• Pleasant living surroundings with high quality of life
Gen-Y is turned off by:
  • Micromanagement
  • Failure to give quick feedback
  • Ignoring their suggestions
  • Not providing answers to their "Whys?"
  • Not accepting the use of appropriate technologies
       Image of Generation Y people

  Food for the Soul: The Nobel Prize  
Alfred Nobel (1833-1896), the rich Swedish inventor of dynamite and the creator of the Nobel Prize, had a rude awakening. His brother had died but the newspapers, in error, reported his death and published his obituary, which they had prepared in advance. They stated that he was known for creating the most destructive force known to mankind, dynamite. He was so shocked about what people thought about him, that he decided to change his public image and do something for humanity. He decided that he didn't want his family name remembered for destruction.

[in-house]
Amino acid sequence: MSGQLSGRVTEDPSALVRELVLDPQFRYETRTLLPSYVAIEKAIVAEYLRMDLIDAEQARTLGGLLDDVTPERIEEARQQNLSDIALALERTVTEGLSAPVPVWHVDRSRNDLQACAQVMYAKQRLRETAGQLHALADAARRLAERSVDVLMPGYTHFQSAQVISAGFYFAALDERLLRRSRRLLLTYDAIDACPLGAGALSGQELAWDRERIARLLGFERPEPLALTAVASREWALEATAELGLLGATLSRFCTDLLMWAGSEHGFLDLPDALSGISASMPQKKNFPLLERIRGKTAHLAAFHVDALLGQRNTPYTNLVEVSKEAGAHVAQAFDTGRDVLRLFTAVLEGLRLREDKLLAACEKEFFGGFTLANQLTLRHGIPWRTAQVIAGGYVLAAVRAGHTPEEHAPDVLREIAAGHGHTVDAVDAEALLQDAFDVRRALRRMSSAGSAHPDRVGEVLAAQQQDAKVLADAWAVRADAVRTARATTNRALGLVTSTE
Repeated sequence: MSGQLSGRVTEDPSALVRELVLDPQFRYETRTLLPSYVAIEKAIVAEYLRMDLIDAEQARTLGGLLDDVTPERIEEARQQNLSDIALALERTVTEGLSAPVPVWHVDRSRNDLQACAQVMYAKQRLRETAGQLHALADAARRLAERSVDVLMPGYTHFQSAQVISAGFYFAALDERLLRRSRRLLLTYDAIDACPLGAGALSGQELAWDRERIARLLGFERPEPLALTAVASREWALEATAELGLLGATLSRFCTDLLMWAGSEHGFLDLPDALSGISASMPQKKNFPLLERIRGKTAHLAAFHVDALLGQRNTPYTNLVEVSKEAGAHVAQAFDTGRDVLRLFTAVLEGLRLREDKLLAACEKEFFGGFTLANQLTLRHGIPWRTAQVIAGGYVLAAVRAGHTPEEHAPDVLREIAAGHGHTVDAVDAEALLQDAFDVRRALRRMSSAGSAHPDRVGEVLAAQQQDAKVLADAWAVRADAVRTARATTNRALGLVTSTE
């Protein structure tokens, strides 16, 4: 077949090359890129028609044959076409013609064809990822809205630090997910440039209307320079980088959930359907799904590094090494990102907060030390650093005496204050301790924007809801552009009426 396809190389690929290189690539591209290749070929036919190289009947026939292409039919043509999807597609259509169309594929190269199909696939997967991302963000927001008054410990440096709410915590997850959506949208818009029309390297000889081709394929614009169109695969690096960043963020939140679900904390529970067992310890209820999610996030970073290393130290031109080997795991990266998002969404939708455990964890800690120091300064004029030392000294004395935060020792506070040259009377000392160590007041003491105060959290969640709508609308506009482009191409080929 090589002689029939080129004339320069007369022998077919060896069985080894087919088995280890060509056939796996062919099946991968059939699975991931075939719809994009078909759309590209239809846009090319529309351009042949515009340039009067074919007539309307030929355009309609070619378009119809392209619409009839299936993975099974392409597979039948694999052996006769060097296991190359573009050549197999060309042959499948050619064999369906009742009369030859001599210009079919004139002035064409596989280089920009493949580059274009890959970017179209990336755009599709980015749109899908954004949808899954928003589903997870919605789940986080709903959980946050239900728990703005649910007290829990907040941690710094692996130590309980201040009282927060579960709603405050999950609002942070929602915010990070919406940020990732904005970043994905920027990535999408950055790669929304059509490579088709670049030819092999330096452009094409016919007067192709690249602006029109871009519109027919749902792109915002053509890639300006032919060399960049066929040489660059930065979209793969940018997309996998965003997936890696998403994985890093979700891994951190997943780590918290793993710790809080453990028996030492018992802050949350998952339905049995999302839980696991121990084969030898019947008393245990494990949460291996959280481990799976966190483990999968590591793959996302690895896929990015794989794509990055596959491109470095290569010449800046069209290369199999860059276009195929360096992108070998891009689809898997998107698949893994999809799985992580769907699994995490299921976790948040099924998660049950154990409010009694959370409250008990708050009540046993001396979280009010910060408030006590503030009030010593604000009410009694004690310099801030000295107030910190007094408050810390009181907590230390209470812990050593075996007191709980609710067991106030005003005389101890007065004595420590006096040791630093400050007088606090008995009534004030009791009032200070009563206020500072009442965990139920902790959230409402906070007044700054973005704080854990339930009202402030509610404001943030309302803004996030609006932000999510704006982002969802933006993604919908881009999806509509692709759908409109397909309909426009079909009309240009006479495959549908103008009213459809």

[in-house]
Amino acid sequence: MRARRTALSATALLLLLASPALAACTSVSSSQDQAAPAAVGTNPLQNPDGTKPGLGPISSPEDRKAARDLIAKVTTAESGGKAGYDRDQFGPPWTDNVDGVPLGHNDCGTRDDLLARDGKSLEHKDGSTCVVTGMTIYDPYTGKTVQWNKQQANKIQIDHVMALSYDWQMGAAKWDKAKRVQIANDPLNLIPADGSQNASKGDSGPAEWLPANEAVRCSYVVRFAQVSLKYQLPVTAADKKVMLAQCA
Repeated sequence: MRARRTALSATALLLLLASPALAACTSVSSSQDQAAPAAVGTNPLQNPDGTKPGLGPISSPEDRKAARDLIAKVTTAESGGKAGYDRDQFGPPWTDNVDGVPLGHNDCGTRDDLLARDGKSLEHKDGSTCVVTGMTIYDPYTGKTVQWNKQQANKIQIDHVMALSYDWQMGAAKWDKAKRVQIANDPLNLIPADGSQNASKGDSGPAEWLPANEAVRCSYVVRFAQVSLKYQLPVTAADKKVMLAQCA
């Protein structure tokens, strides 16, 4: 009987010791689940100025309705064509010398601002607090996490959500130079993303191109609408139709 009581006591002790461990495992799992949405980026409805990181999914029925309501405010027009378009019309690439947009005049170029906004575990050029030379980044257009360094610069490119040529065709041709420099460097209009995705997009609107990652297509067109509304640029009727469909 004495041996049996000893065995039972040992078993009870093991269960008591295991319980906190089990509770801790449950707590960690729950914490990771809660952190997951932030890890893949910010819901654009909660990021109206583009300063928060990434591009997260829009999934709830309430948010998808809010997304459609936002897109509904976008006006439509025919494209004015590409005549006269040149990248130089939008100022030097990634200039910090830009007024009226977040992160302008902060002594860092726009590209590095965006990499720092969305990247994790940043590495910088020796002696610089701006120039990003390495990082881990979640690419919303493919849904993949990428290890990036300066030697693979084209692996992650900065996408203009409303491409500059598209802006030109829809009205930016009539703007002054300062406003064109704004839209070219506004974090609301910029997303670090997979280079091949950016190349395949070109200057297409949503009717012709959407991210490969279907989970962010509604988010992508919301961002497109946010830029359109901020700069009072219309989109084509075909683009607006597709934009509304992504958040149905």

In 1866 Nobel had invented dynamite and built up companies and laboratories in more than 20 countries all over the world. Not only did he hold more than 350 patents, he also wrote poetry and drama and seriously considered becoming a writer.

While science had built the foundation for Nobel's own activities as a technological researcher and inventor, efforts to promote peace had always been close to his heart. As a result, he began thinking about giving away his fortune as a means to recognize those that have made significant contributions in physics, chemistry, physiology or medicine, literature and peace. The prize for economics was added later on. The prize for peace was to be awarded to the person who "shall have done the most or the best work for fraternity between nations, for the abolition or reduction of standing armies and for the holding of peace congresses."

Don Sutaria, also known as "Career Doctor Don", is Founder and President of CareerQuest. He has been quoted frequently in The Wall Street Journal, The New York Times, on radio and television and has taught at various colleges. He is the author of Career And Life Counseling From The Heart (Your Career is a Pathway to Your Soul!).

Don Sutaria, M.S., I.E. (Prof.)   
Phone: (908) 686-8400     Fax: (908) 686-8400 (on request)     Cell: (908) 377-9015